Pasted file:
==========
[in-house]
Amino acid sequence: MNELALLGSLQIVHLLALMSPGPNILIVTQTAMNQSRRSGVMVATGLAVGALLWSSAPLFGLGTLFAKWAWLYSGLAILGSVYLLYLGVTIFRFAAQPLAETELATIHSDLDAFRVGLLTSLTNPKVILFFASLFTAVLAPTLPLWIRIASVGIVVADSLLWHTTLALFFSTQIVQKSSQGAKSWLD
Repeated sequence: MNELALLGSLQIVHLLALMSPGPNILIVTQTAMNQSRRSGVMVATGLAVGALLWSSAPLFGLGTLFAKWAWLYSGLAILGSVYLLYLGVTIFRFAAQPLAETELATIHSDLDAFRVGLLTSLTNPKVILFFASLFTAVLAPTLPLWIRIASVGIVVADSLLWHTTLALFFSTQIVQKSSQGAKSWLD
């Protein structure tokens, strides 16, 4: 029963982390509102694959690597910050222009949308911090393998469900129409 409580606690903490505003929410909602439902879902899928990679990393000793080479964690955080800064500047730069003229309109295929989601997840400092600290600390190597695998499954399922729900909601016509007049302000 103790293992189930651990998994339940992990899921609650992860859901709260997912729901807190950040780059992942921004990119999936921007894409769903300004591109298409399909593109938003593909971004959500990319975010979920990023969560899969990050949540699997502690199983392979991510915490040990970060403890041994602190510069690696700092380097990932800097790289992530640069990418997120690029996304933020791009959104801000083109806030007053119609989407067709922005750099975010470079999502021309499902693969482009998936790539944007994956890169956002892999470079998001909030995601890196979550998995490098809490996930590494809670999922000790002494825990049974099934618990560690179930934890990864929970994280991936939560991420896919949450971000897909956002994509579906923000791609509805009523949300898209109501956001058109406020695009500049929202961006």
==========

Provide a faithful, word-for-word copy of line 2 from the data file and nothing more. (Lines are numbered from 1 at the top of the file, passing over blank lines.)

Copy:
Amino acid sequence: MNELALLGSLQIVHLLALMSPGPNILIVTQTAMNQSRRSGVMVATGLAVGALLWSSAPLFGLGTLFAKWAWLYSGLAILGSVYLLYLGVTIFRFAAQPLAETELATIHSDLDAFRVGLLTSLTNPKVILFFASLFTAVLAPTLPLWIRIASVGIVVADSLLWHTTLALFFSTQIVQKSSQGAKSWLD